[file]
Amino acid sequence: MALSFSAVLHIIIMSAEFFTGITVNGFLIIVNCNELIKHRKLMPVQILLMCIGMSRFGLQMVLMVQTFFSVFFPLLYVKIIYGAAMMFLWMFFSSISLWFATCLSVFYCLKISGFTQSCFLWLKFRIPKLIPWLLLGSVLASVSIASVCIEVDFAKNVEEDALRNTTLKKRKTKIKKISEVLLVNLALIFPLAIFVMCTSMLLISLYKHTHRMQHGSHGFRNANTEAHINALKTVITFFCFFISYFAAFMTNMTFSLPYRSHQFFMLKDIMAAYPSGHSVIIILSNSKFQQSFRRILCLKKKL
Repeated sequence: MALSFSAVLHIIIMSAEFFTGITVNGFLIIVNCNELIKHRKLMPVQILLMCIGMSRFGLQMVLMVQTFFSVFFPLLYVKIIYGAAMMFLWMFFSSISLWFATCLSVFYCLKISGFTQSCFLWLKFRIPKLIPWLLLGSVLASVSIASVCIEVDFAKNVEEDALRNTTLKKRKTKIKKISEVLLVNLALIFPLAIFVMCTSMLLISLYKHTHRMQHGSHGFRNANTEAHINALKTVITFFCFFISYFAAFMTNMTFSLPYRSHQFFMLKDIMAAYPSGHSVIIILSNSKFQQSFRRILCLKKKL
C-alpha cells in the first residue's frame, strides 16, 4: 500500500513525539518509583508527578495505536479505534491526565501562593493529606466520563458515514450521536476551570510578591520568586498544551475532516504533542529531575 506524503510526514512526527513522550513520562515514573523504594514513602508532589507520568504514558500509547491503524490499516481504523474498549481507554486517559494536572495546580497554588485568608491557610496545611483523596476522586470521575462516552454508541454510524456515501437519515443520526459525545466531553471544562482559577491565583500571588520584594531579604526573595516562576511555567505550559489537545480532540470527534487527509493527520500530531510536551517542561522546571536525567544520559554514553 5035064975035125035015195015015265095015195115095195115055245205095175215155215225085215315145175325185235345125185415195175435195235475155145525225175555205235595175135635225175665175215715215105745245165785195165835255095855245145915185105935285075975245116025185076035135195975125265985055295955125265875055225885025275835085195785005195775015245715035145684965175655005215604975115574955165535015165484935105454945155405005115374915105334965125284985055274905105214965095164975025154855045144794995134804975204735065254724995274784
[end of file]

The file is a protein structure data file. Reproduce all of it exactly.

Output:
Amino acid sequence: MALSFSAVLHIIIMSAEFFTGITVNGFLIIVNCNELIKHRKLMPVQILLMCIGMSRFGLQMVLMVQTFFSVFFPLLYVKIIYGAAMMFLWMFFSSISLWFATCLSVFYCLKISGFTQSCFLWLKFRIPKLIPWLLLGSVLASVSIASVCIEVDFAKNVEEDALRNTTLKKRKTKIKKISEVLLVNLALIFPLAIFVMCTSMLLISLYKHTHRMQHGSHGFRNANTEAHINALKTVITFFCFFISYFAAFMTNMTFSLPYRSHQFFMLKDIMAAYPSGHSVIIILSNSKFQQSFRRILCLKKKL
Repeated sequence: MALSFSAVLHIIIMSAEFFTGITVNGFLIIVNCNELIKHRKLMPVQILLMCIGMSRFGLQMVLMVQTFFSVFFPLLYVKIIYGAAMMFLWMFFSSISLWFATCLSVFYCLKISGFTQSCFLWLKFRIPKLIPWLLLGSVLASVSIASVCIEVDFAKNVEEDALRNTTLKKRKTKIKKISEVLLVNLALIFPLAIFVMCTSMLLISLYKHTHRMQHGSHGFRNANTEAHINALKTVITFFCFFISYFAAFMTNMTFSLPYRSHQFFMLKDIMAAYPSGHSVIIILSNSKFQQSFRRILCLKKKL
C-alpha cells in the first residue's frame, strides 16, 4: 500500500513525539518509583508527578495505536479505534491526565501562593493529606466520563458515514450521536476551570510578591520568586498544551475532516504533542529531575 506524503510526514512526527513522550513520562515514573523504594514513602508532589507520568504514558500509547491503524490499516481504523474498549481507554486517559494536572495546580497554588485568608491557610496545611483523596476522586470521575462516552454508541454510524456515501437519515443520526459525545466531553471544562482559577491565583500571588520584594531579604526573595516562576511555567505550559489537545480532540470527534487527509493527520500530531510536551517542561522546571536525567544520559554514553 5035064975035125035015195015015265095015195115095195115055245205095175215155215225085215315145175325185235345125185415195175435195235475155145525225175555205235595175135635225175665175215715215105745245165785195165835255095855245145915185105935285075975245116025185076035135195975125265985055295955125265875055225885025275835085195785005195775015245715035145684965175655005215604975115574955165535015165484935105454945155405005115374915105334965125284985055274905105214965095164975025154855045144794995134804975204735065254724995274784